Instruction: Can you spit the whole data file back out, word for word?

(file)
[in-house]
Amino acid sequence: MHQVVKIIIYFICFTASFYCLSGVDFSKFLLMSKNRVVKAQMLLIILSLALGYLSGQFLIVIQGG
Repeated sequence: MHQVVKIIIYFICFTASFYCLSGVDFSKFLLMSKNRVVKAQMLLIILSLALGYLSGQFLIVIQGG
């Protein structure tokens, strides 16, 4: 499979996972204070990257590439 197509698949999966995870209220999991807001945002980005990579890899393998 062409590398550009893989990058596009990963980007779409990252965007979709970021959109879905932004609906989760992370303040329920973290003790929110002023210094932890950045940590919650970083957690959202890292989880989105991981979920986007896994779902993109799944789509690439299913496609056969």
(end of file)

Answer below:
[in-house]
Amino acid sequence: MHQVVKIIIYFICFTASFYCLSGVDFSKFLLMSKNRVVKAQMLLIILSLALGYLSGQFLIVIQGG
Repeated sequence: MHQVVKIIIYFICFTASFYCLSGVDFSKFLLMSKNRVVKAQMLLIILSLALGYLSGQFLIVIQGG
């Protein structure tokens, strides 16, 4: 499979996972204070990257590439 197509698949999966995870209220999991807001945002980005990579890899393998 062409590398550009893989990058596009990963980007779409990252965007979709970021959109879905932004609906989760992370303040329920973290003790929110002023210094932890950045940590919650970083957690959202890292989880989105991981979920986007896994779902993109799944789509690439299913496609056969």